For some time I have been raiding bookstores trying to find autobiographies by South Asian women. Not someone else telling you stories of women they know – but a woman telling her own story.
For this is what we really need to know. What goes on in the head and heart of that woman who grows up in and survives such violently misogynist societies? Societies where daughters are unwanted. Where women are brutalized and killed. A girl growing up even in the most progressive family on the Indian subcontinent still lives in context of a culture where the mindset says that being female is like being nothing.
The strange thing is – you will hardly find any such books. Why? Because in south Asian societies it is taboo for women to speak out. Family and community are sacred – and what happens within must remain hidden. As girls grow up they are taught to tolerate pain and rejection. They are taught to hide the abuse they suffer or witness others suffer, from the outside world. It makes them the “good” daughters and “ideal” wives!
Attiya Dawood breaks all these rules in her autobiographical account – Aine ke Samne (Looking into the Mirror). She speaks from the heart with passion and an uncommon candor. She shares the pain, humiliation and vulnerability she had to learn to survive, growing up fatherless in a small village in Pakistan. She tells of the grit and determination she needed to assert her self in life, and validate her own dreams, hopes and visions. Where society would rather have her play the preordained roles of good daughter, mother and wife, – what Dawood insists on repeatedly is : but I am first a person.
I think this is what I admired most in this book. This stand – of being an individual independent of all other relations, is something that Asian women are never allowed. I remember watching this interview once of a world famous Indian woman author. She spoke of how she used to write only when her children were away from home. When she heard them coming back she would hurriedly hide her writings, because she did not want her children to feel that they were secondary to her own creative work. And Dawood, also a very content wife and mother, claims this very part of her – her core, her Self, in its wholeness, uniqueness and creativity with an attitude that is bold and unapologetic. In her her poem ‘To My Daughter’ Dawood writes:
Even if they brand you a “kari”
And condemn you to death,
Then choose death, but live to love.
Don’t sit pretty in the show-case of respectability
You must live to love.
In the desert of thirsty desires
Don’t be like a cactus, but live to love.
Will it inspire other Asian women to do the same? It seems that is what Dawood hopes for – and hopefully it will.
However by the end of the book — I had one burning question that remains. Why is it that some women rebel against systems that crush their spirits and negate their very existence, while a majority of women submit and comply? Dawood did not have any role-models or encouragement. In fact her meager upbringing hardly afforded her any opportunities in life. But even as a child she showed immense resistance to any form of tyranny. Then why is it that women even with education and income, completely and willingly relinquish all sense of self?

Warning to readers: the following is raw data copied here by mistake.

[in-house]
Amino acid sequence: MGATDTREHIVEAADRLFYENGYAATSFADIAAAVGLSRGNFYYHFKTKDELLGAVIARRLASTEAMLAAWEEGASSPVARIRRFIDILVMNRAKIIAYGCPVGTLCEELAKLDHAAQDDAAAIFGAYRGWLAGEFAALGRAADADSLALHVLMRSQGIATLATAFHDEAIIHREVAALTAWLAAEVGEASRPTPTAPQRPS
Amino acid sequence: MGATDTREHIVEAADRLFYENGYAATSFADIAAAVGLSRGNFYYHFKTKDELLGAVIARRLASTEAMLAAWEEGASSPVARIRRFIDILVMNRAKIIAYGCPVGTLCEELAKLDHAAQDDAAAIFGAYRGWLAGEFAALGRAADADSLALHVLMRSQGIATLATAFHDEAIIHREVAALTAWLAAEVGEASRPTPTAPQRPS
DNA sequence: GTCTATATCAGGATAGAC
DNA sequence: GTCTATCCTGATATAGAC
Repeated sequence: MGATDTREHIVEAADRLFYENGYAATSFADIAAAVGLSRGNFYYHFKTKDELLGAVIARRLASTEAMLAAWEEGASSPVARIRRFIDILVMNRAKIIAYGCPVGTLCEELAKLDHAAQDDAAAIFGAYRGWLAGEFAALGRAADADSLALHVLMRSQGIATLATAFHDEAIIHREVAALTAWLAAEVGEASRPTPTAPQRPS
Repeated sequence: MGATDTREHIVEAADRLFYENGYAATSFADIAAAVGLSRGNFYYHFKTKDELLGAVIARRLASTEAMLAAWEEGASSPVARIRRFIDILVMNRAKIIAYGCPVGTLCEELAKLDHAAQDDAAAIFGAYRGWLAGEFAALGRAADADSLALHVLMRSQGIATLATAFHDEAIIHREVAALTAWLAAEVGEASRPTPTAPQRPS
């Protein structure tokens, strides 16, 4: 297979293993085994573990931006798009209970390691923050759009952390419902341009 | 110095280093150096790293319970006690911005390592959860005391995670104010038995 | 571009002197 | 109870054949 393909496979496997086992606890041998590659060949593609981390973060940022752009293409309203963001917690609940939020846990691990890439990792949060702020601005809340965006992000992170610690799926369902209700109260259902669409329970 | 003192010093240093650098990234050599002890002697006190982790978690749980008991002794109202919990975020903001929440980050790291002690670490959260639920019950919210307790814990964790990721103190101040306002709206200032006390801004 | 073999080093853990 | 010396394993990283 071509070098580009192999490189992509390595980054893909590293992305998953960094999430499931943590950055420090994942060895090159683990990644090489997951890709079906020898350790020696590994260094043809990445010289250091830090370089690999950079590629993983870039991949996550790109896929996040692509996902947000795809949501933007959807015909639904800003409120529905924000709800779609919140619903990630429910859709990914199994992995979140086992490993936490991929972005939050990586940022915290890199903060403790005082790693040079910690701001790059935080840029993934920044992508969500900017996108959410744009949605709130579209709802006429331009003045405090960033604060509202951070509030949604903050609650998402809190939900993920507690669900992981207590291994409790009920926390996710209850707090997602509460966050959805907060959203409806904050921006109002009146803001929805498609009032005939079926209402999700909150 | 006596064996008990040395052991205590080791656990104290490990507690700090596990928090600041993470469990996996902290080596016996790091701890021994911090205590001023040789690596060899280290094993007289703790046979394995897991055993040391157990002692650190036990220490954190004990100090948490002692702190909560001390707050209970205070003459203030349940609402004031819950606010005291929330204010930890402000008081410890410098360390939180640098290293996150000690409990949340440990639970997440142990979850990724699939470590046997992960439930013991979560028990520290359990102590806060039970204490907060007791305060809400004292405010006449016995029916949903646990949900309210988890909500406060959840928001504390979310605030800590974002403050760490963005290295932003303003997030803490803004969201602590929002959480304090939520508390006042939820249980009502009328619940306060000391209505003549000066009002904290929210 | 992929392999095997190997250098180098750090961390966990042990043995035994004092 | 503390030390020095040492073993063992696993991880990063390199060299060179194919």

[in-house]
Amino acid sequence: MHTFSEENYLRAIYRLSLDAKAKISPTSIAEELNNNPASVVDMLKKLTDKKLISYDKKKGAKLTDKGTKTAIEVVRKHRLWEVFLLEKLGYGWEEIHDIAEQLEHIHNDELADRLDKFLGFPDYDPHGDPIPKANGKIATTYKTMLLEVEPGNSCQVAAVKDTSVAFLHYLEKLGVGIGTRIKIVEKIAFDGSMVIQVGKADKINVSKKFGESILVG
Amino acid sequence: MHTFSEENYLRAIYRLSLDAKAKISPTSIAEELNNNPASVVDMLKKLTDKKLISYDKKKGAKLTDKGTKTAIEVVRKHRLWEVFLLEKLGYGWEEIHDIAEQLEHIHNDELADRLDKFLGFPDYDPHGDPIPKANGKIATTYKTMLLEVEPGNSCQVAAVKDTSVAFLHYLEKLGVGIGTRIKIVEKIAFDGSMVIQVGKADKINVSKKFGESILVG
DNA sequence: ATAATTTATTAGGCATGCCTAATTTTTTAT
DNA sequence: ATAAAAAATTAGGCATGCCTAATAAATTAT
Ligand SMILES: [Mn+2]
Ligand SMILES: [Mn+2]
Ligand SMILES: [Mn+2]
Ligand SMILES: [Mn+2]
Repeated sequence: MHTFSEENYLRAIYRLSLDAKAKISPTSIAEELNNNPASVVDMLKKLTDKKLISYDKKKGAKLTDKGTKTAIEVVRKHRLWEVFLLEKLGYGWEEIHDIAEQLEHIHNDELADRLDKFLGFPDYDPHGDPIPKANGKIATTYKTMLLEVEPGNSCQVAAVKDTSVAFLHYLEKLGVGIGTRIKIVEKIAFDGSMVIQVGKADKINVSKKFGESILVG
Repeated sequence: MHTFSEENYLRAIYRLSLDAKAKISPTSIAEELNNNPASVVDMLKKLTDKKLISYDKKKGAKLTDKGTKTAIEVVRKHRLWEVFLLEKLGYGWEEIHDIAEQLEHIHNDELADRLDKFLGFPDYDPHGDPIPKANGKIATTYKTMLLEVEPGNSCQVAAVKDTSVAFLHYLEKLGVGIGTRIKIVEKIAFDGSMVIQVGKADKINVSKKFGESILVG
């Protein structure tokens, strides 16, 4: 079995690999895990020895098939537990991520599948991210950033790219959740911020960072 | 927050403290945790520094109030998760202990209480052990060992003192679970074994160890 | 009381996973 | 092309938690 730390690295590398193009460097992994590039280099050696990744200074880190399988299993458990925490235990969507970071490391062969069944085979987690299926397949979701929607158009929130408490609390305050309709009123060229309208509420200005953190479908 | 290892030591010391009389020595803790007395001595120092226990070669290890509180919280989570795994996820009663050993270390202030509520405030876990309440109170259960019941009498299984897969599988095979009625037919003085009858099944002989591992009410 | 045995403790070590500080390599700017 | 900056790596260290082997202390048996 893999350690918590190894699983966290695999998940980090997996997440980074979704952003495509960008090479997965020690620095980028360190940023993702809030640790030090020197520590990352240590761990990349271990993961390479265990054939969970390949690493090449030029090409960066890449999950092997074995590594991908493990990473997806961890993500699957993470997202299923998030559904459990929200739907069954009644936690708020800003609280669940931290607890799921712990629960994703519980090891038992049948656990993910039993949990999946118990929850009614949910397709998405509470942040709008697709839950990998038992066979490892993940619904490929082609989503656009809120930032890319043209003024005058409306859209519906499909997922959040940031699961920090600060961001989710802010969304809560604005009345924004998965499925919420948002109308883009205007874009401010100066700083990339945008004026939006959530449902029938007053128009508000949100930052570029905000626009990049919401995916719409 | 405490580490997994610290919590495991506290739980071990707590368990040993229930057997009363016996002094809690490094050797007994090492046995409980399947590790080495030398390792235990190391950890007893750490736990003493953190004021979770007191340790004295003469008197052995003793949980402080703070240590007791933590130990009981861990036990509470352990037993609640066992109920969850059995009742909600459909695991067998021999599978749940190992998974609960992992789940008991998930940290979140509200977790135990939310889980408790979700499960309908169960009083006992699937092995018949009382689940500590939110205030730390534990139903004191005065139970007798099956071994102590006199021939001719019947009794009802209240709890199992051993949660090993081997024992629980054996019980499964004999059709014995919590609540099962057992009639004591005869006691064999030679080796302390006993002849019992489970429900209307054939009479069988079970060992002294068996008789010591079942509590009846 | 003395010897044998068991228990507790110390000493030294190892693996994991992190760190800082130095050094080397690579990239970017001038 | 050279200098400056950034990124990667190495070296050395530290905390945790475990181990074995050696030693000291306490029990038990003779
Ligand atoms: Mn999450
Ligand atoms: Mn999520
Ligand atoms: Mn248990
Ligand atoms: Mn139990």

My Favorite Passages From This Book:
[Some women] toss all their dreams into the stove, set them on fire, and use it to prepare tea for their so-called progressive husbands.
Who could I ask to pay my dowry? Had my father been alive, perhaps I could have made my claims on him. But then I think why should one feel entitled to getting a dowry from one’s parents just for being a girl? Or for that matter why should one even expect a mehr (bride wealth) from them? I am a capable person. I can work for my living. I can buy my own clothes and food and be self-sufficient. I did not want to spend my life being shunted from one man’s shoulder to another’s like a piece of life-less flesh. So when I got married I refused to accept either dowry or mehr.
When I read the nikahnaamah (marriage vows), I was in for a shock. The things we were required to say, enraged me. The language, the wordings were humiliating. The groom concedes to give pocket-money to his wife? He grants her right to divorce? What kind of a mind-set was this? Who uses this kind of language? Had I read the nikahnaamah before the wedding I would have never agreed to a Muslim ceremony. I would have married Abro in some other way – or perhaps just decided to live in with him.
ABOUT THE AUTHOR
Attiya Dawood is a much acclaimed poet, writer and women’s rights activist from Pakistan. She has numerous publications to her credit, and writes mostly in Sindhi. She draws inspiration from her own traumatic girlhood experiences of an upbringing in rural Sindh. However her poetry is more than creative expression. For Dawood it is revolution — a tool for challenging society with and provoking its change. It is the creative fire that she carries into the work she does with the Women’s movement in Pakistan. Amrita Pritam had said of her “Attiya is a real poet..I would like to write her in Hindi and Punjabi.”
Dawood has been bestowed with the prestigous Sindhi Adeeb Award from Akhal Bharti Sindhi Boli and Sahtya Sabha at Bombay. For more on her life, works, and interviews go to www.attiyadawood.com